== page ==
Author Topic: Water Heater Efficiency?  (Read 1645 times)


  • 5 O'Clock Shadow
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Water Heater Efficiency?
« on: February 18, 2016, 06:31:24 PM »
I recently bought an multifamily (will post about it once I get settled into it) and am thinking of ways to cut some costs.

I have a natural gas furnace - the picture is attached. I believe it is from 1960, and works fine. It was converted from an oil furnace to a natural gas furnace in the 80s I believe. It has a 115 gallon hot water holding tank.

I use about $4k/year in natural gas for the tenant's hot water, and am wondering if anyone has an educated guess as to the efficiency of  furnaces from that era? I know they make new highly efficient 95%+ heaters and want to figure out a ballpark figure of what the cost savings is. I think if I can reasonably assume that it is below 70% efficient that I'll seriously consider replacing.


  • Bristles
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Re: Water Heater Efficiency?
« Reply #1 on: February 18, 2016, 08:20:39 PM »
Open flame, uninsulated tank, $4k a year for hot water....yikes!

That thing needs to go to a

Get a pro out there asap to give you a estimate on a efficient system. I'm sure it'll pay for itself in no time!


  • 5 O'Clock Shadow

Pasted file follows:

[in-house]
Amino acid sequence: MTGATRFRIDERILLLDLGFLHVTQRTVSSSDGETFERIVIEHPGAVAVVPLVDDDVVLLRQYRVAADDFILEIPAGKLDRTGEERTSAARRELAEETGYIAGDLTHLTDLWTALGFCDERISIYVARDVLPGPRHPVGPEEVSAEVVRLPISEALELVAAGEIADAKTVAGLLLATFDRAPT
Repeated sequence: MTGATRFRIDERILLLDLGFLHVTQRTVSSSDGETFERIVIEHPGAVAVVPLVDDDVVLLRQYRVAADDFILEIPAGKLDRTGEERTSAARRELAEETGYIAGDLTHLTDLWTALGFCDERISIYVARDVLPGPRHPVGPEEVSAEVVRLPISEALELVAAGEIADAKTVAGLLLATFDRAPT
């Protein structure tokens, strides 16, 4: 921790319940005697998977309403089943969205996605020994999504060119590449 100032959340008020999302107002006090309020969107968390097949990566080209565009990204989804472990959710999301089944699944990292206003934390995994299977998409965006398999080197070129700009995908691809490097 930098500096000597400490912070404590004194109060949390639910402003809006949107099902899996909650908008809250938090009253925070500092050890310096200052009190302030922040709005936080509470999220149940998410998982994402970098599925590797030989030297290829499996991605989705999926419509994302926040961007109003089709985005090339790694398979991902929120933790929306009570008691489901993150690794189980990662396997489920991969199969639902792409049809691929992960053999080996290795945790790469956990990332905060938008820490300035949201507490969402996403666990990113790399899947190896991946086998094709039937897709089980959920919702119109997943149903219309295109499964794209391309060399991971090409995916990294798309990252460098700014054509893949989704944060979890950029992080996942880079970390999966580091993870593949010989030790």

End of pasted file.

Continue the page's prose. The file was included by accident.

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  • Posts: 19
Re: Water Heater Efficiency?
« Reply #2 on: February 19, 2016, 09:18:54 AM »
It's for 16 units, so it comes to about $20/mo per unit for hot water - not too outrageous I thought?

Does that mean you think its below 70% efficient? I've tried to research efficiency from that era, best I could find was something from the 70s that was estimated 70% efficiency.


  • 5 O'Clock Shadow
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Re: Water Heater Efficiency?
« Reply #3 on: February 22, 2016, 04:39:02 PM »
It may be $20/mo for each unit, but you are paying for it, right?

I've never replaced a water heater like this, just furnaces and air conditioning units, but I also worked for an ESCO that did projects like this for large building owners, and here is how I would look at it.

Call three or four companies that replace this kind of unit. See what they would propose to replace what you have now, and ask them how they derived their sizing information.

They should be able to show you some calculations in order to determine the size of the unit.

It may be possible that new low flow shower heads would cut your hot water consumption, which would cut your overall energy spend as well as your up front capital costs.

That said, using the income valuation approach an improvement in net operating income increases the value of the property. So if you can cut your energy spend by 50% ($2,000/yr) and your cap rate is, say 8% then you can take 2000/.08 and find that the project increases the value of the building by $25,000.


  • Magnum Stache
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